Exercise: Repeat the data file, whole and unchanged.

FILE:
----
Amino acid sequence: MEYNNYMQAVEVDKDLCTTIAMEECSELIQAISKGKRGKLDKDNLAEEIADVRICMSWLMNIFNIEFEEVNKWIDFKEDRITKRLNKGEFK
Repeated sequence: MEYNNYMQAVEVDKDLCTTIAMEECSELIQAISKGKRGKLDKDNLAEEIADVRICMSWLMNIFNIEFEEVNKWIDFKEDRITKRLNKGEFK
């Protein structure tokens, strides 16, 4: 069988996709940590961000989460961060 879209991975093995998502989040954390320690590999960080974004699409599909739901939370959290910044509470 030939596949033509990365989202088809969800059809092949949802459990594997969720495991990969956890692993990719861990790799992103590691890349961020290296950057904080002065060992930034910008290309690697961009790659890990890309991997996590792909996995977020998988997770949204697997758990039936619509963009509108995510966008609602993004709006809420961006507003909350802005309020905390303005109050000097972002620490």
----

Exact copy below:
Amino acid sequence: MEYNNYMQAVEVDKDLCTTIAMEECSELIQAISKGKRGKLDKDNLAEEIADVRICMSWLMNIFNIEFEEVNKWIDFKEDRITKRLNKGEFK
Repeated sequence: MEYNNYMQAVEVDKDLCTTIAMEECSELIQAISKGKRGKLDKDNLAEEIADVRICMSWLMNIFNIEFEEVNKWIDFKEDRITKRLNKGEFK
């Protein structure tokens, strides 16, 4: 069988996709940590961000989460961060 879209991975093995998502989040954390320690590999960080974004699409599909739901939370959290910044509470 030939596949033509990365989202088809969800059809092949949802459990594997969720495991990969956890692993990719861990790799992103590691890349961020290296950057904080002065060992930034910008290309690697961009790659890990890309991997996590792909996995977020998988997770949204697997758990039936619509963009509108995510966008609602993004709006809420961006507003909350802005309020905390303005109050000097972002620490």